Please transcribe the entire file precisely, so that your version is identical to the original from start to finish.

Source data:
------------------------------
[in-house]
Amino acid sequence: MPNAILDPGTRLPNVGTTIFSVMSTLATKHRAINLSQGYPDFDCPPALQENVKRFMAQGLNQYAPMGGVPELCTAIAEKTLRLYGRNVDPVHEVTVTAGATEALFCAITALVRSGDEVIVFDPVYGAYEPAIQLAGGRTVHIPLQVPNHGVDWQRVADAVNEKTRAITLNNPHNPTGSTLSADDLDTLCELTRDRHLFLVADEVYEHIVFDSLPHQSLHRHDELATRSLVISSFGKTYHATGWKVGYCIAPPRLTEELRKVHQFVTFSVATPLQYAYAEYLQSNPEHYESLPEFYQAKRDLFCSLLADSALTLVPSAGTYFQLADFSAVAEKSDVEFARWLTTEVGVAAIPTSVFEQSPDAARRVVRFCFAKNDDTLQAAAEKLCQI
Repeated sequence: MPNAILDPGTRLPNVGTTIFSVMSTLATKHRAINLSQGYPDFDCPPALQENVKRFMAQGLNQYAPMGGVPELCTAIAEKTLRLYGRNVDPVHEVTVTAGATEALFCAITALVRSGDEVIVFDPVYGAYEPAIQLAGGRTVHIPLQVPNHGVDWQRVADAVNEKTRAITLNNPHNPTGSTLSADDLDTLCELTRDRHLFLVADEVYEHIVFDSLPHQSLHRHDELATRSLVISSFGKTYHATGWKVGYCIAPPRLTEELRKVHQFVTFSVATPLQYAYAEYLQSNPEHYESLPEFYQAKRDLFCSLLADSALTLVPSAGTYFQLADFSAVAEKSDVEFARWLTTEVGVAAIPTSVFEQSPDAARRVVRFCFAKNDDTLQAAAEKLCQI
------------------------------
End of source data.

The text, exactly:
[in-house]
Amino acid sequence: MPNAILDPGTRLPNVGTTIFSVMSTLATKHRAINLSQGYPDFDCPPALQENVKRFMAQGLNQYAPMGGVPELCTAIAEKTLRLYGRNVDPVHEVTVTAGATEALFCAITALVRSGDEVIVFDPVYGAYEPAIQLAGGRTVHIPLQVPNHGVDWQRVADAVNEKTRAITLNNPHNPTGSTLSADDLDTLCELTRDRHLFLVADEVYEHIVFDSLPHQSLHRHDELATRSLVISSFGKTYHATGWKVGYCIAPPRLTEELRKVHQFVTFSVATPLQYAYAEYLQSNPEHYESLPEFYQAKRDLFCSLLADSALTLVPSAGTYFQLADFSAVAEKSDVEFARWLTTEVGVAAIPTSVFEQSPDAARRVVRFCFAKNDDTLQAAAEKLCQI
Repeated sequence: MPNAILDPGTRLPNVGTTIFSVMSTLATKHRAINLSQGYPDFDCPPALQENVKRFMAQGLNQYAPMGGVPELCTAIAEKTLRLYGRNVDPVHEVTVTAGATEALFCAITALVRSGDEVIVFDPVYGAYEPAIQLAGGRTVHIPLQVPNHGVDWQRVADAVNEKTRAITLNNPHNPTGSTLSADDLDTLCELTRDRHLFLVADEVYEHIVFDSLPHQSLHRHDELATRSLVISSFGKTYHATGWKVGYCIAPPRLTEELRKVHQFVTFSVATPLQYAYAEYLQSNPEHYESLPEFYQAKRDLFCSLLADSALTLVPSAGTYFQLADFSAVAEKSDVEFARWLTTEVGVAAIPTSVFEQSPDAARRVVRFCFAKNDDTLQAAAEKLCQI